Our last stop before heading home from the beach was at Fort Macon, near Atlantic Beach. And now for your history lesson of the day... Fort Macon was built to replace Fort Hampton - which was intended to protect Beaufort Sound (the pirate Blackbeard's old stomping ground) from the British during the American Revolution. As Nature would have it, Fort Hampton was plummeted into the ocean after a particularly ferocious hurricane and years of beach erosion, and Fort Macon was built to replace it. In a more sturdy location.
Fort Macon was commissioned after the War of 1812 showed our nation's leaders that our coast needed to be fortified. It was completed in 1834 and lived a pretty boring life until two days after the start of the Civil War, when it was seized by militia forces from Beaufort. The Confederate Army held onto the fort until the middle of 1862, when the Union forces lead by General Burnside attacked the Fort. The Union Army held the Fort for the remainder of the Civil War.
The US Army had troops at Fort Macon until 1877 - 11 of those years, the Fort served as a military prison. In 1903, the Army abandoned the Fort and it sat vacant and falling apart until 1924, when it was sold to the state of North Carolina for $1. During the New Deal, the Civil Conservation Corp restored the Fort and built recreation facilities.
For its last hurray, Fort Macon was rented by the US Army during World War II, to protect the coast from attacks from the east. Coast Artillery troops occupied the Fort until 1946, at which time it was returned to North Carolina.
The Fort is beautifully restored. It was not built in the era of safety, however, and we were met at the entrance with a sign that read:
"This fort was not built for safety. There are ledges and sharp edges and long ways to fall. Stay away from the edge. Do not run. Be aware of your surroundings."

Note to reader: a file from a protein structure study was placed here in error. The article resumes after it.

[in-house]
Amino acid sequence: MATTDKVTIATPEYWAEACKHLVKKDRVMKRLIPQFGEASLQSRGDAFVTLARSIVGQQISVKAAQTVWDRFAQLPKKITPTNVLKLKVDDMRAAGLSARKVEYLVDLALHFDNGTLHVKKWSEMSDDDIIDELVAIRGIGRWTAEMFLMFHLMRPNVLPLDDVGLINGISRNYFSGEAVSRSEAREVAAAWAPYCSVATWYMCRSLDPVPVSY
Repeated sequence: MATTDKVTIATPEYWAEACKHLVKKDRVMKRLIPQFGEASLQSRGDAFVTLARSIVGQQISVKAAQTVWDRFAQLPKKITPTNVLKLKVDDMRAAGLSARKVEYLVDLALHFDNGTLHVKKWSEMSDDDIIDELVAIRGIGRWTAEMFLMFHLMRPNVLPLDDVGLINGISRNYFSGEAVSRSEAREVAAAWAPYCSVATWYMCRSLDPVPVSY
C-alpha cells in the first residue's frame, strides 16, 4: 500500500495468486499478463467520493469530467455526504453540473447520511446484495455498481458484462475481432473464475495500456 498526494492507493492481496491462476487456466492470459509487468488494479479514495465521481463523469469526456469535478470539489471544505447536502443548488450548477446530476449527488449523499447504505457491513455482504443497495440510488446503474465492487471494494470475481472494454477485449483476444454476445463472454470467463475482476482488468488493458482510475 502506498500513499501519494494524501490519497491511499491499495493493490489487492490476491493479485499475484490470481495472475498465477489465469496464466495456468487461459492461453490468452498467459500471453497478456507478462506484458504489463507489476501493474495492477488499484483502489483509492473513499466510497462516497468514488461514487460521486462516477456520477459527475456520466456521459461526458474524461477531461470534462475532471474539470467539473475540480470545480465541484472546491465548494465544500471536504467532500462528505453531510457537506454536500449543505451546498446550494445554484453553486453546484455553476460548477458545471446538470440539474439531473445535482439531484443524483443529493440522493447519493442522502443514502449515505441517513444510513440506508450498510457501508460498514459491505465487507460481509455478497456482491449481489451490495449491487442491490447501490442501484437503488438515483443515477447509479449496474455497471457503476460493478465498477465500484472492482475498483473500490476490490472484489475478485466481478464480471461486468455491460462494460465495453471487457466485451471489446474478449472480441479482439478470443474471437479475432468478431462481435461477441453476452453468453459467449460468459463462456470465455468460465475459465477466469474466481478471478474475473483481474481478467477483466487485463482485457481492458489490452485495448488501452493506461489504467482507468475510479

To me this sign read:
"Why the heck did you come here with three kids... one of whom runs everywhere, loves danger, doesn't listen when you say stop, and will probably fall and break every bone in his body?"
So I grabbed Matthew's hand through his multiple protests, Will was in his backpack (oh yeah, the Fort wasn't built in the era of the Americans with Disabilities Act either... definitely not meant for people in wheelchairs!), and thankfully Luke was obedient enough to stay close. And we entered, bravely, slightly panicked, and aware of our surroundings.
The boys all really enjoyed themselves. We had a cool day, with slightly overcast skies - so Will enjoyed being in the backpack and walking around with Nate.
The Fort is surrounded by a moat, so you have to
Once inside, we could see all the beauty of the Fort. The grassy courtyard, the restored cannons, the whitewashed brick walls, steep stairs with ornate handrails leading to the parapet, the proud American flag. We all were very impressed and explored the grounds and the beautifully restored vaulted casements (rooms) that made up the living quarters for the troops. The rooms now house different museum exhibits chronicling the history of the Fort.
Once we were done inside, we ventured back across the wooden drawbridge and took the steepest steps EVER down into the outer ward surrounding the inner fort. These rooms hadn't been restored as intricately, and were pretty damp... but still very interesting to see.
My family always did historical-type trips when I was growing up - Gettysburg, Antietam, Monticello, Appomattox Courthouse, Mount Vernon, Leesburg, Valley Forge, and every National Park on the east coast. It was the norm as long as I can remember and it was fun, and I learned to appreciate a lot about our nation's history because of it. My hope (perhaps not realistic, but still my hope) is that with us starting Luke, Will and Matt on a similar path at a young age, they will know that just because its something educational, doesn't mean it can't be fun too! As long as you walk. And don't fall off steep ledges.